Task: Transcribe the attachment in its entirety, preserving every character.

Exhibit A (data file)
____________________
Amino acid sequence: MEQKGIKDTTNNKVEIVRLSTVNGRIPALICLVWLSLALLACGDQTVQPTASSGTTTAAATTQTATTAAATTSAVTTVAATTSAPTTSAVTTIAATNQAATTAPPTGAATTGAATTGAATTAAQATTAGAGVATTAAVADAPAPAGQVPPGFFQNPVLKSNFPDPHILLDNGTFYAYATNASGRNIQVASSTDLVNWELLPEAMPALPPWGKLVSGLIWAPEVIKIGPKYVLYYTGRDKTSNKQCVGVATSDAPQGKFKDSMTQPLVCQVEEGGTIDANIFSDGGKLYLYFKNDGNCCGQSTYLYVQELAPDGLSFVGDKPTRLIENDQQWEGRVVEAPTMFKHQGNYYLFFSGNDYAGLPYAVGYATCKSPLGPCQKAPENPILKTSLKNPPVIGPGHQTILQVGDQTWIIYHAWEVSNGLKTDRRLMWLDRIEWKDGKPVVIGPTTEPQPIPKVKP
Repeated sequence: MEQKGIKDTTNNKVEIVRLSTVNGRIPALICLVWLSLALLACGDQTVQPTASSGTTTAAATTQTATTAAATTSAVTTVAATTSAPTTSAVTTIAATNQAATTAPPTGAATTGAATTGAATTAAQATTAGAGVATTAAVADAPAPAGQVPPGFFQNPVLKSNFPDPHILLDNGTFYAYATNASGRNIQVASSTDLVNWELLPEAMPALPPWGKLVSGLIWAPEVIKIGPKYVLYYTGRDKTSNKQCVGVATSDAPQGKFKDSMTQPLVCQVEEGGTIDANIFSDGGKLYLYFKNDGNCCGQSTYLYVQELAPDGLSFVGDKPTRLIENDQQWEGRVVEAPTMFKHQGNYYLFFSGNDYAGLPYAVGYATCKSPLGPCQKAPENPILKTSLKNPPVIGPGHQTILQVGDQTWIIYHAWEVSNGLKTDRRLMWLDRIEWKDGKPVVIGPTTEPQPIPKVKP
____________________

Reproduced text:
Amino acid sequence: MEQKGIKDTTNNKVEIVRLSTVNGRIPALICLVWLSLALLACGDQTVQPTASSGTTTAAATTQTATTAAATTSAVTTVAATTSAPTTSAVTTIAATNQAATTAPPTGAATTGAATTGAATTAAQATTAGAGVATTAAVADAPAPAGQVPPGFFQNPVLKSNFPDPHILLDNGTFYAYATNASGRNIQVASSTDLVNWELLPEAMPALPPWGKLVSGLIWAPEVIKIGPKYVLYYTGRDKTSNKQCVGVATSDAPQGKFKDSMTQPLVCQVEEGGTIDANIFSDGGKLYLYFKNDGNCCGQSTYLYVQELAPDGLSFVGDKPTRLIENDQQWEGRVVEAPTMFKHQGNYYLFFSGNDYAGLPYAVGYATCKSPLGPCQKAPENPILKTSLKNPPVIGPGHQTILQVGDQTWIIYHAWEVSNGLKTDRRLMWLDRIEWKDGKPVVIGPTTEPQPIPKVKP
Repeated sequence: MEQKGIKDTTNNKVEIVRLSTVNGRIPALICLVWLSLALLACGDQTVQPTASSGTTTAAATTQTATTAAATTSAVTTVAATTSAPTTSAVTTIAATNQAATTAPPTGAATTGAATTGAATTAAQATTAGAGVATTAAVADAPAPAGQVPPGFFQNPVLKSNFPDPHILLDNGTFYAYATNASGRNIQVASSTDLVNWELLPEAMPALPPWGKLVSGLIWAPEVIKIGPKYVLYYTGRDKTSNKQCVGVATSDAPQGKFKDSMTQPLVCQVEEGGTIDANIFSDGGKLYLYFKNDGNCCGQSTYLYVQELAPDGLSFVGDKPTRLIENDQQWEGRVVEAPTMFKHQGNYYLFFSGNDYAGLPYAVGYATCKSPLGPCQKAPENPILKTSLKNPPVIGPGHQTILQVGDQTWIIYHAWEVSNGLKTDRRLMWLDRIEWKDGKPVVIGPTTEPQPIPKVKP